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  • Writer's pictureRoyce Nunley

15 Million Reasons why you Should Stop Putting off Getting Divorced

As much as everybody loves going to court to air their dirty laundry in front of a bunch of strangers, many people kick that can down the road for as long as they can. Sometimes people decide to stop living as a married couple, move into separate residents, and for all intents and purposes, begin to lead separate lives long before filing for divorce. Sometimes people let months or even years pass by before formally getting divorced.

Does this sound like your situation? If so, The Court of Appeals just gave you $15,000,000.00 reasons to stop waiting to get that divorce. In Zelasko v. Zelasko, the plaintiff filed for divorce in September, 2011. The parties were in no hurry to finalize their divorce and were using an arbitrator to decide each issue piecemeal. A final disposition of the divorce did not get entered until approximately four years later.

During the pendency of the divorce on July 5, 2013, five years after the parties separated, the defendant bought a one dollar lottery ticket and won approximately $80 million dollars (after taxes he received $38,873,628.00). The question then became: are the lottery winnings part of the marital estate subject to division between the parties? The defendant argued that his lottery earnings were not part of the marital estate because the parties had separated approximately five years earlier and because of their pending divorce. However, the plaintiff, the arbitrator, the trial court, and the Court of Appeals all disagreed. The arbitrator decided that plaintiff was entitled to $15,000,000.00 of the defendant’s lottery earnings and the courts upheld the award, determining that, since the parties were technically still married when the defendant bought the lottery ticket, the lottery winnings were marital property subject to an equitable distribution.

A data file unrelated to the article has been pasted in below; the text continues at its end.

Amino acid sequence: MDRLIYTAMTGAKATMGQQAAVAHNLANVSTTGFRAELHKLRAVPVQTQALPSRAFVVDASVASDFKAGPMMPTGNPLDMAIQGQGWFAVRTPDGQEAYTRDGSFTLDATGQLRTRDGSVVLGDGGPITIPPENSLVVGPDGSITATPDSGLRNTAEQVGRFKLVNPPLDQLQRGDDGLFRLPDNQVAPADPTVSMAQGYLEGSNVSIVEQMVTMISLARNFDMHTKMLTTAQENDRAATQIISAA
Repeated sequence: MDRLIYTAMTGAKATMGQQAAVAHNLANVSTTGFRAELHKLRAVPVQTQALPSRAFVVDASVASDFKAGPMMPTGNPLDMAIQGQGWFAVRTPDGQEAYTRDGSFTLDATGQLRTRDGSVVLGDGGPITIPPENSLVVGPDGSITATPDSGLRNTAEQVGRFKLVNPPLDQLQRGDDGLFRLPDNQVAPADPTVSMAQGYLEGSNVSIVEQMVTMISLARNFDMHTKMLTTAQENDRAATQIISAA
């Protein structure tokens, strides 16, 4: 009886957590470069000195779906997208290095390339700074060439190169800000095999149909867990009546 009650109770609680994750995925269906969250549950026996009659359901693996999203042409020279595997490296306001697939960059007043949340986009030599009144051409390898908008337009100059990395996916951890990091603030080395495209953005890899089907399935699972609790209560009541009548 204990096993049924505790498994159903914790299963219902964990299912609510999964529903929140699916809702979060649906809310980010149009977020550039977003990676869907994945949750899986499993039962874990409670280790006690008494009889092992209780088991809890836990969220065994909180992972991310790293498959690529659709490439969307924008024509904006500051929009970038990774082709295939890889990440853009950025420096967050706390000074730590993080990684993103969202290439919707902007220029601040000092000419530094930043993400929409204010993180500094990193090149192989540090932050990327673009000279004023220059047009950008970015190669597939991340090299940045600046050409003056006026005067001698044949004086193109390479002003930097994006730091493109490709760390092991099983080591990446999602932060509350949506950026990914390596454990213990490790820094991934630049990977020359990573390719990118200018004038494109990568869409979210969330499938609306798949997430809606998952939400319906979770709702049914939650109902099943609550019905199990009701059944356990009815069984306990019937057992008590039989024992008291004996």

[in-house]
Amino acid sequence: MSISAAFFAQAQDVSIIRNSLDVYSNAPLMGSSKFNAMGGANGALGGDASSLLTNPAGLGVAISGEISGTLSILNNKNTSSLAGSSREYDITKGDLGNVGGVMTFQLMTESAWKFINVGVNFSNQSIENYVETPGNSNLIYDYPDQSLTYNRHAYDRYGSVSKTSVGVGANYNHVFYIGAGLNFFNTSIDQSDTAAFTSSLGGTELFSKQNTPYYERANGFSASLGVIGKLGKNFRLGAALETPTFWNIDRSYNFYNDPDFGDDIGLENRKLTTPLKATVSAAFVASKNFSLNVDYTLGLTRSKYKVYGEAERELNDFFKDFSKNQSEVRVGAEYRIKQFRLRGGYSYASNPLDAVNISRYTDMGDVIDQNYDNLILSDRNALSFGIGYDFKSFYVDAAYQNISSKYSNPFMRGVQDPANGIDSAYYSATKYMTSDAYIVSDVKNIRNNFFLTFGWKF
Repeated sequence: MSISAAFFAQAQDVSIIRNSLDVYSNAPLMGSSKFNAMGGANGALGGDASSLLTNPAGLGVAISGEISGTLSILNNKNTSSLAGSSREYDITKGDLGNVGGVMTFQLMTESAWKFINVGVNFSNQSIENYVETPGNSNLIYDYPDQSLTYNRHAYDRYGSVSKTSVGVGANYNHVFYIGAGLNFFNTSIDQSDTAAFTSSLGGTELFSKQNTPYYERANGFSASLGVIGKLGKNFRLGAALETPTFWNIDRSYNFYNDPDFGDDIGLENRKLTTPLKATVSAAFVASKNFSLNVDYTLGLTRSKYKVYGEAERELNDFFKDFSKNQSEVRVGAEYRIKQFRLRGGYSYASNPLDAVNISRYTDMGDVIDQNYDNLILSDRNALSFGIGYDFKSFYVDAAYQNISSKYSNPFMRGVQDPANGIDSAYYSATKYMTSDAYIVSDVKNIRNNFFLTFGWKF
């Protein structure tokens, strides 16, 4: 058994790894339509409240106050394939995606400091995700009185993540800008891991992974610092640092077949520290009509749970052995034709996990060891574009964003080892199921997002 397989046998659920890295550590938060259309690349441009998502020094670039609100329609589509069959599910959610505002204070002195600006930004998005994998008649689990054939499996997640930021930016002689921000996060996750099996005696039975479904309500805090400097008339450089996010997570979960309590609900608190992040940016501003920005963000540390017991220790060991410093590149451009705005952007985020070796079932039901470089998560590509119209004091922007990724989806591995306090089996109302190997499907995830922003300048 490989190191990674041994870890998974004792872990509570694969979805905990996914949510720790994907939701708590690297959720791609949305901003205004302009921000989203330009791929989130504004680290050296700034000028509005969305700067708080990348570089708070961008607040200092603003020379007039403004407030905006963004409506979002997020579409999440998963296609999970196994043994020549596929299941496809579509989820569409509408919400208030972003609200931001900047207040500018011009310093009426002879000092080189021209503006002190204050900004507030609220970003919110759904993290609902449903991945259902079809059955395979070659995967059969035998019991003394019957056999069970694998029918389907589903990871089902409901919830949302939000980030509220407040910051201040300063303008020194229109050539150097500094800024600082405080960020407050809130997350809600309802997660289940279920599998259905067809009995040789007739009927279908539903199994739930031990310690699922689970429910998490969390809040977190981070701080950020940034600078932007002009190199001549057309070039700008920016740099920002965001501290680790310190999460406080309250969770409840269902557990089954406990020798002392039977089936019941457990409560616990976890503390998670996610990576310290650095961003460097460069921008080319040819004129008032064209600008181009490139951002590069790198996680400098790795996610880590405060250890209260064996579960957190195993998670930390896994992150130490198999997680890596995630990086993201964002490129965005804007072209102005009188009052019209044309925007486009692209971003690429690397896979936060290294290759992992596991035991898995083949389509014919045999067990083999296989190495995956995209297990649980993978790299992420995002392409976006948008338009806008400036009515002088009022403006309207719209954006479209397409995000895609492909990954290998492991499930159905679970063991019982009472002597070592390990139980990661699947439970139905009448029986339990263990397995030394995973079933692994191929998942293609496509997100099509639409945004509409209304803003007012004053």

With few exceptions, property acquired during a marriage is considered marital property subject to an “equitable distribution” by the court. The flip side of that rule is that debts acquired during a marriage are also subject to an “equitable distribution.” In short, if you are thinking about getting a divorce, or, if you are separated from your spouse and are in no hurry to get divorced, make sure that you are confident that your spouse isn’t racking up a bunch of debt that you could be on the hook for, and, make sure that you would be willing to divide with your spouse any new property you acquire before getting around to getting divorced.

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